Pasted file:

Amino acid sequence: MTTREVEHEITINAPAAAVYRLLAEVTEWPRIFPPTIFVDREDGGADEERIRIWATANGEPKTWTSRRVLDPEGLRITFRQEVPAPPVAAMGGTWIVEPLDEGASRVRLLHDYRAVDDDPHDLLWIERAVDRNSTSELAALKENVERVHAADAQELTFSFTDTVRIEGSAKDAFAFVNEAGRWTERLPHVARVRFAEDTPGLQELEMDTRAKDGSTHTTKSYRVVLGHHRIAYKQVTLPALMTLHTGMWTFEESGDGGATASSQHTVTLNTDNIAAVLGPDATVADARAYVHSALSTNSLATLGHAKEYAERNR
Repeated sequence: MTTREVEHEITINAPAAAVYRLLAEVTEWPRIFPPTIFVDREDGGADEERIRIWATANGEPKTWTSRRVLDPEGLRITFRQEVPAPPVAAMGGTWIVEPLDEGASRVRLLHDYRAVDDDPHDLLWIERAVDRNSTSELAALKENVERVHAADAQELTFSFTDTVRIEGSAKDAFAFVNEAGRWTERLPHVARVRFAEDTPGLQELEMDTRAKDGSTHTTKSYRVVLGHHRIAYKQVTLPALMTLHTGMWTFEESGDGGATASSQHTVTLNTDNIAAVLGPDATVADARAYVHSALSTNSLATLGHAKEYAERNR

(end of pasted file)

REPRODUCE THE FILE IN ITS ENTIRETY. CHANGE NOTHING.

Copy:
Amino acid sequence: MTTREVEHEITINAPAAAVYRLLAEVTEWPRIFPPTIFVDREDGGADEERIRIWATANGEPKTWTSRRVLDPEGLRITFRQEVPAPPVAAMGGTWIVEPLDEGASRVRLLHDYRAVDDDPHDLLWIERAVDRNSTSELAALKENVERVHAADAQELTFSFTDTVRIEGSAKDAFAFVNEAGRWTERLPHVARVRFAEDTPGLQELEMDTRAKDGSTHTTKSYRVVLGHHRIAYKQVTLPALMTLHTGMWTFEESGDGGATASSQHTVTLNTDNIAAVLGPDATVADARAYVHSALSTNSLATLGHAKEYAERNR
Repeated sequence: MTTREVEHEITINAPAAAVYRLLAEVTEWPRIFPPTIFVDREDGGADEERIRIWATANGEPKTWTSRRVLDPEGLRITFRQEVPAPPVAAMGGTWIVEPLDEGASRVRLLHDYRAVDDDPHDLLWIERAVDRNSTSELAALKENVERVHAADAQELTFSFTDTVRIEGSAKDAFAFVNEAGRWTERLPHVARVRFAEDTPGLQELEMDTRAKDGSTHTTKSYRVVLGHHRIAYKQVTLPALMTLHTGMWTFEESGDGGATASSQHTVTLNTDNIAAVLGPDATVADARAYVHSALSTNSLATLGHAKEYAERNR